A challenging 17th-century comedy falls flat in an overly busy production.
By Oliver Sava|
It’s amazing how much trouble a mask can cause. In Aphra Behn’s 17th-century Restoration comedy, set in Naples during Carnival, women take advantage of the festival’s costumes to conceal their faces and look for romance, their hidden identities spawning multiple love triangles. With complicated lyrical dialogue and antiquated gender views (despite Behn’s position as one of the West’s earliest successful female playwrights), the challenging Rover falls flat in Jessie Mutz’s production.
Overly busy staging pulls focus from Behn’s plot, most detrimentally during scenes between virtuous Hellena (Deanne McDonald) and horny Willmore (Peter Eli Johnson); the ensemble’s background business continually distracts from the lovers’ flirtation. Hectic blocking and hurried line readings also obscure the plot, sucking the impact from dramatic moments such as an attempted rape in Act II. While the cast relishes the slapstick comedy, the broad humor muddles the sexual drama. Willmore is forced to choose between aspiring nun Hellena and established prostitute Angelica (Megan Skord Campbell), yet he doesn’t appear to be struggling with his decision.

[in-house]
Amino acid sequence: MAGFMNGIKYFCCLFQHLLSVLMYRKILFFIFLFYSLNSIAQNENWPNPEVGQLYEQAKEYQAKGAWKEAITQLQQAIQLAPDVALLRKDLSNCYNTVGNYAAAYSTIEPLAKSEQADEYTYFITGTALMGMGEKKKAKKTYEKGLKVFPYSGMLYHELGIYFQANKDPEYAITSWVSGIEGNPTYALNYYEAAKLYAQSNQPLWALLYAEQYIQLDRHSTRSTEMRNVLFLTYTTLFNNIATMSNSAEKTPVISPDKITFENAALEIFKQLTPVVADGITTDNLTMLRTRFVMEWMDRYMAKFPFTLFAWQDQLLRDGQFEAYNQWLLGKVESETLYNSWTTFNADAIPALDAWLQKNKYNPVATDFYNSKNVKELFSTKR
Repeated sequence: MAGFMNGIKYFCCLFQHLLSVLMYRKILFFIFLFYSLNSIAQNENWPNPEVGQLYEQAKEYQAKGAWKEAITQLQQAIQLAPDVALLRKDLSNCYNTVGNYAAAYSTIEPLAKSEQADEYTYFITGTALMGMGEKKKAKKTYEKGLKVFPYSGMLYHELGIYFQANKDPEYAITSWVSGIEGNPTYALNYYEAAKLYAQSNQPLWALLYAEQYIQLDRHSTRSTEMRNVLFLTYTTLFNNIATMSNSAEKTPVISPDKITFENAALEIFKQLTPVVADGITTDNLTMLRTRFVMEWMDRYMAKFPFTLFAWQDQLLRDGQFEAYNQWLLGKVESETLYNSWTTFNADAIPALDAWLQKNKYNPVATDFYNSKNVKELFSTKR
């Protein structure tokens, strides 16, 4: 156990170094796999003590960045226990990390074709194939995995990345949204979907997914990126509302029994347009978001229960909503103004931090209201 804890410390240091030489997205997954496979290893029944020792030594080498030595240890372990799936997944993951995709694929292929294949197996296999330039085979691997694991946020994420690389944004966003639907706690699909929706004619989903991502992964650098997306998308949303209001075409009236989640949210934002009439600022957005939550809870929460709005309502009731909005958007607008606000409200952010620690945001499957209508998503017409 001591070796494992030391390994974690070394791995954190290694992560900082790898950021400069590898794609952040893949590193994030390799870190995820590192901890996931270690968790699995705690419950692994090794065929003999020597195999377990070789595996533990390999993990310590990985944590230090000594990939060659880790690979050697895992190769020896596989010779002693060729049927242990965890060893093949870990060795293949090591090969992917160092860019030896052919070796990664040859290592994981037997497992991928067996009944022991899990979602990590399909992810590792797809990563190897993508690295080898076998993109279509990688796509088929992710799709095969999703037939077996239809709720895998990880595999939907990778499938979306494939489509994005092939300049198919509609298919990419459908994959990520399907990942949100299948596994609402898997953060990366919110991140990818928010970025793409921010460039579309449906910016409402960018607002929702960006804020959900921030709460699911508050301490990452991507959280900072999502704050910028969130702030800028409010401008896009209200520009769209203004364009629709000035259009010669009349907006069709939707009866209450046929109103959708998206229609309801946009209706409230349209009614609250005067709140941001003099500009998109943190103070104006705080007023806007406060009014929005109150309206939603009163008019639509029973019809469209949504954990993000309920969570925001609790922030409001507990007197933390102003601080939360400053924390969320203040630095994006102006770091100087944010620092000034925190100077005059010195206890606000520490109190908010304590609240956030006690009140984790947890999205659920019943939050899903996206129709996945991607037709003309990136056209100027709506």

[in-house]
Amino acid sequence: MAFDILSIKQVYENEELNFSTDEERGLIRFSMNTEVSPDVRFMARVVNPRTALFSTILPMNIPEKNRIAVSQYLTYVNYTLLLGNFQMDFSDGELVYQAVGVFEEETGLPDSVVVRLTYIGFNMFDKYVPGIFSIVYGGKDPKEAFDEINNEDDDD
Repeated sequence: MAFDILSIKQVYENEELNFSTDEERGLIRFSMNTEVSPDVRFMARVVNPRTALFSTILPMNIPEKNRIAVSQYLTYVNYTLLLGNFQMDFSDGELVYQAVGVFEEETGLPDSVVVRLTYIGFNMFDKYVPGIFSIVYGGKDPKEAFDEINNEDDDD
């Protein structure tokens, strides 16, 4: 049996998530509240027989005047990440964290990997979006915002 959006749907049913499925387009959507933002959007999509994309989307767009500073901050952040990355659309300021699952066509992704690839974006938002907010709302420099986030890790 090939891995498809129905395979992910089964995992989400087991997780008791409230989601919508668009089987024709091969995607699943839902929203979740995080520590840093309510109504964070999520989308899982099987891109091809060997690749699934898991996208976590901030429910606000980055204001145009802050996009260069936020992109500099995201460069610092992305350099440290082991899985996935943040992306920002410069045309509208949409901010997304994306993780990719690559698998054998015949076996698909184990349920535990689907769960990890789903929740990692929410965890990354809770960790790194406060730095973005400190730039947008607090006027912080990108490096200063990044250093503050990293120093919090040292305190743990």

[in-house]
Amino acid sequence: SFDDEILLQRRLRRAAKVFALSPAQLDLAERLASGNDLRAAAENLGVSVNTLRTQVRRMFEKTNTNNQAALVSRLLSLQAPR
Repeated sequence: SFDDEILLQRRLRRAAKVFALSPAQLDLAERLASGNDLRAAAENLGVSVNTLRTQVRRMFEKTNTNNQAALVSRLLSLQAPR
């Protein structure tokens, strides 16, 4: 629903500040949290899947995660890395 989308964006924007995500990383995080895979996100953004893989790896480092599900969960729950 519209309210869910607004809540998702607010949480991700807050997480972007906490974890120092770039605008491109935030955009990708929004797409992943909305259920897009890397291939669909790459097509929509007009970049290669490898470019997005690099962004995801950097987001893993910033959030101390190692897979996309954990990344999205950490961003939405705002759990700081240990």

Costume designer kClare Kemock crafts attractive, expensive-looking period threads, but placing characters in stripped-down outfits once they’re paired off at the end seems unnecessary. If it’s meant to represent how the characters have transcended gender expectations, the rest of the production doesn’t do much to support that notion.